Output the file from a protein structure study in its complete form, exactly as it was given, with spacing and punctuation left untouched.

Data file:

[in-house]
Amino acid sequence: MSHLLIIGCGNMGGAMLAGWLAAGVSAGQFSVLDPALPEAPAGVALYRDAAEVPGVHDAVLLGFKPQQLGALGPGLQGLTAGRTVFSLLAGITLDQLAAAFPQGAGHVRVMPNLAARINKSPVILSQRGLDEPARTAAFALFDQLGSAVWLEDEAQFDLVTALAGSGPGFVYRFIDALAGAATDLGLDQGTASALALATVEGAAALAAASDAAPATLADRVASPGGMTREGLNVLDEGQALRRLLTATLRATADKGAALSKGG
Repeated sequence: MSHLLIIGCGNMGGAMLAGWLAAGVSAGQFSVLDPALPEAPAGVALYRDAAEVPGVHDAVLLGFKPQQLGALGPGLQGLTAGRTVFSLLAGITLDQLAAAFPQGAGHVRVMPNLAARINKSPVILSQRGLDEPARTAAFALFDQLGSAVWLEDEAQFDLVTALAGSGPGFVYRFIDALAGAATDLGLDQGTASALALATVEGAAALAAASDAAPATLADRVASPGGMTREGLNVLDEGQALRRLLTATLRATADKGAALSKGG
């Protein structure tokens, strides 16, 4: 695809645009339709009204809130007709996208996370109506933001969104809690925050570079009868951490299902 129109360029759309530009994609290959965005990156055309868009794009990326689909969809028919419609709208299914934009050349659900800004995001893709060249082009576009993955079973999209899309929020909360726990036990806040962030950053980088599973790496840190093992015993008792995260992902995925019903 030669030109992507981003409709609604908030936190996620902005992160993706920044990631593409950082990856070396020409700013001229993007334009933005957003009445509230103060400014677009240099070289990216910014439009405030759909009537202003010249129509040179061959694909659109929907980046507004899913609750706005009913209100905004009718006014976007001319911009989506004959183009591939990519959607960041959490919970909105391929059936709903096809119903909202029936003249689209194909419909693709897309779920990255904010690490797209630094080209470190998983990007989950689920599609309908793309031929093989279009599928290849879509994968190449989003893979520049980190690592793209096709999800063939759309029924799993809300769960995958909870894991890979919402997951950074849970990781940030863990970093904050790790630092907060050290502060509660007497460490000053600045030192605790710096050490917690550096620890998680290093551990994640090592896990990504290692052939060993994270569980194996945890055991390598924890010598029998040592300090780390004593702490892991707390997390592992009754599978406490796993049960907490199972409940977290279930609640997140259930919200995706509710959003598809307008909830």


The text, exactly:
[in-house]
Amino acid sequence: MSHLLIIGCGNMGGAMLAGWLAAGVSAGQFSVLDPALPEAPAGVALYRDAAEVPGVHDAVLLGFKPQQLGALGPGLQGLTAGRTVFSLLAGITLDQLAAAFPQGAGHVRVMPNLAARINKSPVILSQRGLDEPARTAAFALFDQLGSAVWLEDEAQFDLVTALAGSGPGFVYRFIDALAGAATDLGLDQGTASALALATVEGAAALAAASDAAPATLADRVASPGGMTREGLNVLDEGQALRRLLTATLRATADKGAALSKGG
Repeated sequence: MSHLLIIGCGNMGGAMLAGWLAAGVSAGQFSVLDPALPEAPAGVALYRDAAEVPGVHDAVLLGFKPQQLGALGPGLQGLTAGRTVFSLLAGITLDQLAAAFPQGAGHVRVMPNLAARINKSPVILSQRGLDEPARTAAFALFDQLGSAVWLEDEAQFDLVTALAGSGPGFVYRFIDALAGAATDLGLDQGTASALALATVEGAAALAAASDAAPATLADRVASPGGMTREGLNVLDEGQALRRLLTATLRATADKGAALSKGG
């Protein structure tokens, strides 16, 4: 695809645009339709009204809130007709996208996370109506933001969104809690925050570079009868951490299902 129109360029759309530009994609290959965005990156055309868009794009990326689909969809028919419609709208299914934009050349659900800004995001893709060249082009576009993955079973999209899309929020909360726990036990806040962030950053980088599973790496840190093992015993008792995260992902995925019903 030669030109992507981003409709609604908030936190996620902005992160993706920044990631593409950082990856070396020409700013001229993007334009933005957003009445509230103060400014677009240099070289990216910014439009405030759909009537202003010249129509040179061959694909659109929907980046507004899913609750706005009913209100905004009718006014976007001319911009989506004959183009591939990519959607960041959490919970909105391929059936709903096809119903909202029936003249689209194909419909693709897309779920990255904010690490797209630094080209470190998983990007989950689920599609309908793309031929093989279009599928290849879509994968190449989003893979520049980190690592793209096709999800063939759309029924799993809300769960995958909870894991890979919402997951950074849970990781940030863990970093904050790790630092907060050290502060509660007497460490000053600045030192605790710096050490917690550096620890998680290093551990994640090592896990990504290692052939060993994270569980194996945890055991390598924890010598029998040592300090780390004593702490892991707390997390592992009754599978406490796993049960907490199972409940977290279930609640997140259930919200995706509710959003598809307008909830």